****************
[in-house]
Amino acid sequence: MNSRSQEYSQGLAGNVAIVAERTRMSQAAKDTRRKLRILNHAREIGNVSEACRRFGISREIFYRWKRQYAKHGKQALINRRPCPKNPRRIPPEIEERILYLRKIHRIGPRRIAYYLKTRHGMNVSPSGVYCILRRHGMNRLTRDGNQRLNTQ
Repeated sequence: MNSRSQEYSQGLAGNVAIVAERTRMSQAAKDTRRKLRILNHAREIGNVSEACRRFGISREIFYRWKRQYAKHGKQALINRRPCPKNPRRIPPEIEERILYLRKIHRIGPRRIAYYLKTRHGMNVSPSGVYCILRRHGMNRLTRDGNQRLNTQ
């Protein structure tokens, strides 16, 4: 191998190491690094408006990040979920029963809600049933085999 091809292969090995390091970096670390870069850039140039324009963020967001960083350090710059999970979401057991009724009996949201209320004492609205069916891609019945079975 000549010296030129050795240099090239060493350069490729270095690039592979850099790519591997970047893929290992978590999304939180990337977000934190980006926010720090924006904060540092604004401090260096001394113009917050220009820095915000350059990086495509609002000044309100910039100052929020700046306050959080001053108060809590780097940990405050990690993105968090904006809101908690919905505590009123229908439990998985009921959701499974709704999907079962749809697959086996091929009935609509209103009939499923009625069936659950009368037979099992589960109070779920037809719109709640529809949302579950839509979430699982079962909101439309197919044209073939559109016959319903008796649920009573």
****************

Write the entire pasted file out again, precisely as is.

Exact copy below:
[in-house]
Amino acid sequence: MNSRSQEYSQGLAGNVAIVAERTRMSQAAKDTRRKLRILNHAREIGNVSEACRRFGISREIFYRWKRQYAKHGKQALINRRPCPKNPRRIPPEIEERILYLRKIHRIGPRRIAYYLKTRHGMNVSPSGVYCILRRHGMNRLTRDGNQRLNTQ
Repeated sequence: MNSRSQEYSQGLAGNVAIVAERTRMSQAAKDTRRKLRILNHAREIGNVSEACRRFGISREIFYRWKRQYAKHGKQALINRRPCPKNPRRIPPEIEERILYLRKIHRIGPRRIAYYLKTRHGMNVSPSGVYCILRRHGMNRLTRDGNQRLNTQ
């Protein structure tokens, strides 16, 4: 191998190491690094408006990040979920029963809600049933085999 091809292969090995390091970096670390870069850039140039324009963020967001960083350090710059999970979401057991009724009996949201209320004492609205069916891609019945079975 000549010296030129050795240099090239060493350069490729270095690039592979850099790519591997970047893929290992978590999304939180990337977000934190980006926010720090924006904060540092604004401090260096001394113009917050220009820095915000350059990086495509609002000044309100910039100052929020700046306050959080001053108060809590780097940990405050990690993105968090904006809101908690919905505590009123229908439990998985009921959701499974709704999907079962749809697959086996091929009935609509209103009939499923009625069936659950009368037979099992589960109070779920037809719109709640529809949302579950839509979430699982079962909101439309197919044209073939559109016959319903008796649920009573």